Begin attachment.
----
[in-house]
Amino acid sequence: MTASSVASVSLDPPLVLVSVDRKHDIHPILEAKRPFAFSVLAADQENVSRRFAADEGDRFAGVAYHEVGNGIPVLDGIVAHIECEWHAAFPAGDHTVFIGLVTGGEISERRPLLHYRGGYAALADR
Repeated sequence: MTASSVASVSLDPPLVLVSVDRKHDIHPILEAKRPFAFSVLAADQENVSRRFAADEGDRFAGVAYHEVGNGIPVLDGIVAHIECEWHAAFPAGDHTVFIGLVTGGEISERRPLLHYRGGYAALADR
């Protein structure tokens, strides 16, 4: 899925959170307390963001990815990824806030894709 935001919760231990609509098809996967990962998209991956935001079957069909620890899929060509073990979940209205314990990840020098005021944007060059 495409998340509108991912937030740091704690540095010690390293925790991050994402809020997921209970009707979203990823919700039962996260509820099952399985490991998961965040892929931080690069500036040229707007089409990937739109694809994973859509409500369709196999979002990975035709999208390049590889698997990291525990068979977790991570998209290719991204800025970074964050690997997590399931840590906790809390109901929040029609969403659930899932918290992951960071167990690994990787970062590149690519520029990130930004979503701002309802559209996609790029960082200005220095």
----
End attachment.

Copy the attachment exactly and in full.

[in-house]
Amino acid sequence: MTASSVASVSLDPPLVLVSVDRKHDIHPILEAKRPFAFSVLAADQENVSRRFAADEGDRFAGVAYHEVGNGIPVLDGIVAHIECEWHAAFPAGDHTVFIGLVTGGEISERRPLLHYRGGYAALADR
Repeated sequence: MTASSVASVSLDPPLVLVSVDRKHDIHPILEAKRPFAFSVLAADQENVSRRFAADEGDRFAGVAYHEVGNGIPVLDGIVAHIECEWHAAFPAGDHTVFIGLVTGGEISERRPLLHYRGGYAALADR
């Protein structure tokens, strides 16, 4: 899925959170307390963001990815990824806030894709 935001919760231990609509098809996967990962998209991956935001079957069909620890899929060509073990979940209205314990990840020098005021944007060059 495409998340509108991912937030740091704690540095010690390293925790991050994402809020997921209970009707979203990823919700039962996260509820099952399985490991998961965040892929931080690069500036040229707007089409990937739109694809994973859509409500369709196999979002990975035709999208390049590889698997990291525990068979977790991570998209290719991204800025970074964050690997997590399931840590906790809390109901929040029609969403659930899932918290992951960071167990690994990787970062590149690519520029990130930004979503701002309802559209996609790029960082200005220095």